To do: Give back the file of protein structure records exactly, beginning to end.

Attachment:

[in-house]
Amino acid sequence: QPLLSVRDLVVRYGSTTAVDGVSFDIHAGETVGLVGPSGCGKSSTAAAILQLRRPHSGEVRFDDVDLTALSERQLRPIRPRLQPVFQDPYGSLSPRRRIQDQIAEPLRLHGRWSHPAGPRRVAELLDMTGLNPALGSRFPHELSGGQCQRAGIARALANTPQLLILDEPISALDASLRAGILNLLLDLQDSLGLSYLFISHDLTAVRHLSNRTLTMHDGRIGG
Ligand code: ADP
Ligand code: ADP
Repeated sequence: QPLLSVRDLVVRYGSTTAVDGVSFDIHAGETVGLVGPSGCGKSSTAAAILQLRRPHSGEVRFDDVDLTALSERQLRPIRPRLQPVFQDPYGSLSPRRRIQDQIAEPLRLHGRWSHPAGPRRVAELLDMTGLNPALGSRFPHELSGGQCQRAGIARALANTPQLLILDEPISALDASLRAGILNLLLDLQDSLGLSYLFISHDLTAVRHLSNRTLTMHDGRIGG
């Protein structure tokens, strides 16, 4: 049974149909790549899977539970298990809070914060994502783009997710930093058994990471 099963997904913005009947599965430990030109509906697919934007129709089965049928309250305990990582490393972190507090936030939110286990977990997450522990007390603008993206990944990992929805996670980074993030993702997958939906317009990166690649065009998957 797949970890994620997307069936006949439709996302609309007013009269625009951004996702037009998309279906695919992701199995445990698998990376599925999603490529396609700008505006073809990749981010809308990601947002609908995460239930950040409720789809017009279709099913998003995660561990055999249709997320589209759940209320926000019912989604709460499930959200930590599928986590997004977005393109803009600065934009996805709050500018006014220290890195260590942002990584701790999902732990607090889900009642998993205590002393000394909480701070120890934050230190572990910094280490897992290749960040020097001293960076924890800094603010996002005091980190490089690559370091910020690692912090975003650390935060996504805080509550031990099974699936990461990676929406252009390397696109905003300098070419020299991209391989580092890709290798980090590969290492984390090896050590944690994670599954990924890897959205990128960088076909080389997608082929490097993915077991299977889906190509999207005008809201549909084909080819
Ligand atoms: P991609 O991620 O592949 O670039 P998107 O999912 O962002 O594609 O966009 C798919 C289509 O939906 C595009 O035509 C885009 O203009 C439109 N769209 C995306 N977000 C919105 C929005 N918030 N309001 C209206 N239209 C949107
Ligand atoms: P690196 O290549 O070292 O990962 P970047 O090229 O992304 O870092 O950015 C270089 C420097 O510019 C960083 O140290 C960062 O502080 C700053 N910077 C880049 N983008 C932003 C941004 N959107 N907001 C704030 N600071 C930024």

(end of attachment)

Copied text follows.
[in-house]
Amino acid sequence: QPLLSVRDLVVRYGSTTAVDGVSFDIHAGETVGLVGPSGCGKSSTAAAILQLRRPHSGEVRFDDVDLTALSERQLRPIRPRLQPVFQDPYGSLSPRRRIQDQIAEPLRLHGRWSHPAGPRRVAELLDMTGLNPALGSRFPHELSGGQCQRAGIARALANTPQLLILDEPISALDASLRAGILNLLLDLQDSLGLSYLFISHDLTAVRHLSNRTLTMHDGRIGG
Ligand code: ADP
Ligand code: ADP
Repeated sequence: QPLLSVRDLVVRYGSTTAVDGVSFDIHAGETVGLVGPSGCGKSSTAAAILQLRRPHSGEVRFDDVDLTALSERQLRPIRPRLQPVFQDPYGSLSPRRRIQDQIAEPLRLHGRWSHPAGPRRVAELLDMTGLNPALGSRFPHELSGGQCQRAGIARALANTPQLLILDEPISALDASLRAGILNLLLDLQDSLGLSYLFISHDLTAVRHLSNRTLTMHDGRIGG
């Protein structure tokens, strides 16, 4: 049974149909790549899977539970298990809070914060994502783009997710930093058994990471 099963997904913005009947599965430990030109509906697919934007129709089965049928309250305990990582490393972190507090936030939110286990977990997450522990007390603008993206990944990992929805996670980074993030993702997958939906317009990166690649065009998957 797949970890994620997307069936006949439709996302609309007013009269625009951004996702037009998309279906695919992701199995445990698998990376599925999603490529396609700008505006073809990749981010809308990601947002609908995460239930950040409720789809017009279709099913998003995660561990055999249709997320589209759940209320926000019912989604709460499930959200930590599928986590997004977005393109803009600065934009996805709050500018006014220290890195260590942002990584701790999902732990607090889900009642998993205590002393000394909480701070120890934050230190572990910094280490897992290749960040020097001293960076924890800094603010996002005091980190490089690559370091910020690692912090975003650390935060996504805080509550031990099974699936990461990676929406252009390397696109905003300098070419020299991209391989580092890709290798980090590969290492984390090896050590944690994670599954990924890897959205990128960088076909080389997608082929490097993915077991299977889906190509999207005008809201549909084909080819
Ligand atoms: P991609 O991620 O592949 O670039 P998107 O999912 O962002 O594609 O966009 C798919 C289509 O939906 C595009 O035509 C885009 O203009 C439109 N769209 C995306 N977000 C919105 C929005 N918030 N309001 C209206 N239209 C949107
Ligand atoms: P690196 O290549 O070292 O990962 P970047 O090229 O992304 O870092 O950015 C270089 C420097 O510019 C960083 O140290 C960062 O502080 C700053 N910077 C880049 N983008 C932003 C941004 N959107 N907001 C704030 N600071 C930024």